“We have also begun tracking the development of carbon capture and sequestration technologies that can be deployed at [waste-to-energy] facilities over the long-term,” Covanta noted in one of its climate impact reports. Ramping up storage abilities also has Covanta and other waste companies thinking about becoming carbon negative — operations that prevent more greenhouse gas from entering the atmosphere than they emit. As Mike Van Brunt, senior director of sustainability at Covanta said last year, “you can't apply that kind of a technology to a landfill.”
If carbon capture and sequestration eventually became a viable technology for landfills, operators are interested in pursuing tax credits for that added storage. Right now, landfills naturally do some carbon storage, albeit on a smaller scale. Trash buried in landfill piles only degrades part of the way. Whatever carbon sticks around and isn’t released as a gas, De la Cruz said, is stored and won’t re-enter the atmosphere or the above-ground pool of circulating carbon.
Each landfill emission calculator handles the inherent carbon storage differently. SWICS lets users calculate it and treats the value as a kind of side detail. Companies can share it in their reports but the number isn’t subtracted off their overall emissions, Sullivan said.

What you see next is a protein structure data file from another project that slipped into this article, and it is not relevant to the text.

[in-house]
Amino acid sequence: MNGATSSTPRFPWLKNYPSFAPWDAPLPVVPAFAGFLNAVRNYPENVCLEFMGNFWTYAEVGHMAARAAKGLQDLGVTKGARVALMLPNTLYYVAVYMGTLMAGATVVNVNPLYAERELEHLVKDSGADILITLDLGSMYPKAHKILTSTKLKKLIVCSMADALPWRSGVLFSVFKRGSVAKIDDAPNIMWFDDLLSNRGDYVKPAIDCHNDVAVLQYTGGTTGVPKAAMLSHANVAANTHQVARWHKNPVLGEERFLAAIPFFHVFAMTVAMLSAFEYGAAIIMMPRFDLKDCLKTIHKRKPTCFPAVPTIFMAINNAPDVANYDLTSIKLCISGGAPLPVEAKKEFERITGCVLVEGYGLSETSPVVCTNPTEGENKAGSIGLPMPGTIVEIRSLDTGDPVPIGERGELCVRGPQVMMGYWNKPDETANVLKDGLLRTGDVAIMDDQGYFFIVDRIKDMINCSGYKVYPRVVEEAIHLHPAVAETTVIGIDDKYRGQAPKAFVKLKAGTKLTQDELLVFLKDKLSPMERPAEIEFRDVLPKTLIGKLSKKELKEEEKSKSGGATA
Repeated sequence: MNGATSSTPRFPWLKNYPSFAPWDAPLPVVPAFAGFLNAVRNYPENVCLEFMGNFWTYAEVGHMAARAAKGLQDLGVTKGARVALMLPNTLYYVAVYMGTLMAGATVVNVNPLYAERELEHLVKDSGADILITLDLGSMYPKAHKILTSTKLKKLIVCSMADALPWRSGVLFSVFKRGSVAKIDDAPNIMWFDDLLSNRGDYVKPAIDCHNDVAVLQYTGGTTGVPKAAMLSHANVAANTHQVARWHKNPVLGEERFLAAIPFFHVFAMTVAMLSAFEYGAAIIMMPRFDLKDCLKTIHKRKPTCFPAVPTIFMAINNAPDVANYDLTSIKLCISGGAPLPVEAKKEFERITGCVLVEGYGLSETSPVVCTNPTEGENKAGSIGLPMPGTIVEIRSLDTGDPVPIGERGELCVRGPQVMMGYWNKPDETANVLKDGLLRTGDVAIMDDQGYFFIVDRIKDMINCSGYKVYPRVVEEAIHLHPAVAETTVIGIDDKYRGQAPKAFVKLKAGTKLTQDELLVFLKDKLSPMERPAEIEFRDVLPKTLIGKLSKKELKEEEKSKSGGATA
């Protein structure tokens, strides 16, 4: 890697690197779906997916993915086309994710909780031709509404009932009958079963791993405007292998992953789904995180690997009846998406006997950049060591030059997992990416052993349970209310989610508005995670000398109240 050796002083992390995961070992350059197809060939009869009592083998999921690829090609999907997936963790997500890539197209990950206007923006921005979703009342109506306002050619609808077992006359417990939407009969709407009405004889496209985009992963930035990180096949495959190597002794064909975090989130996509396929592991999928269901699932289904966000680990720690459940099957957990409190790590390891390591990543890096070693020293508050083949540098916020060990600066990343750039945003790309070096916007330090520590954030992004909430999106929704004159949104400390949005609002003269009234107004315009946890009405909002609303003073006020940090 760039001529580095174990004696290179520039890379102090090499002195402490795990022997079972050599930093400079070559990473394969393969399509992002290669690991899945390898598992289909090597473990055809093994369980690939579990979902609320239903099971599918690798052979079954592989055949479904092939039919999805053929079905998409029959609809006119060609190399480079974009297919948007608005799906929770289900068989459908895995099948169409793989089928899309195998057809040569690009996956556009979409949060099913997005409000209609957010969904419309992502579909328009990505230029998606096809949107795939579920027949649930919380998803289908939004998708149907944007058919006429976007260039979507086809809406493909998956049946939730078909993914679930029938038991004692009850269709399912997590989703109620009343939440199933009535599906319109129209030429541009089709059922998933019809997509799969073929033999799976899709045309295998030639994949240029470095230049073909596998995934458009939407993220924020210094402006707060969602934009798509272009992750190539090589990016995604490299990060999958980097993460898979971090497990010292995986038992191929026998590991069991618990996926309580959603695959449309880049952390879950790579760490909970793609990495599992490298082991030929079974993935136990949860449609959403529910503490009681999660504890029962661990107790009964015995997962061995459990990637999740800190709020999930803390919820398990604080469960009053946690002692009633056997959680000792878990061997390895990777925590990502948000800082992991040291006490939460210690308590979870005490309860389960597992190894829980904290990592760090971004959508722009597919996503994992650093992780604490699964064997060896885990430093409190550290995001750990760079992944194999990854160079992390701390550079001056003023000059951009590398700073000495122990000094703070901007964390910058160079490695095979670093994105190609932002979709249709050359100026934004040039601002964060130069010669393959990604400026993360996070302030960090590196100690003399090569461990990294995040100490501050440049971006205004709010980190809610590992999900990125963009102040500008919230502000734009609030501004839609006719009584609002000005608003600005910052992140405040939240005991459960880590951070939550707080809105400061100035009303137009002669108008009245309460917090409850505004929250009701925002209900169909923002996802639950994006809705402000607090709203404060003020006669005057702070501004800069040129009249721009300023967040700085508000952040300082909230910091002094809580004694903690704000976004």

An EPA program accounts for the sequestered carbon in landfills too, but the agency conducts a nationwide tally; individual landfills don’t report their own values. The IPCC inventory, which includes new information from De la Cruz’s research, lets companies calculate stored carbon as a side value, too. Natural landfill carbon storage hinges on decay rates, which vary based on temperature and moisture levels, as well as what kind of trash gets preserved.
While landfill operators can tweak and fine-tune assessments of natural carbon storage, the facilities don’t have precise ways to change decay conditions and ramp up how much carbon is sequestered this way, De la Cruz said. Only operations that inject gas into the ground could drastically increase the storage levels.
As for pursuing gas collection and injection facilities attached to incinerators, Ballinger suggests some caution about that approach. The technologies that would be involved aren’t widely available and probably won’t be for a number of years. Additionally, a carbon capture and storage system attached to an incinerator should still be accompanied by higher recycling rates. Combusting the oil and petroleum-based products would mean no emission-reduction benefits of using recycled plastics over virgin ones, Ballinger said. Right now, Ballinger and her colleagues advocate to boost recycling levels and downstream markets — and strive to extract as much plastic from incinerator-bound trucks as possible.
Accounting and accountability
Though detailed, backed by science and deliberately crafted, landfill emission calculators ultimately still produce estimates and not exact data.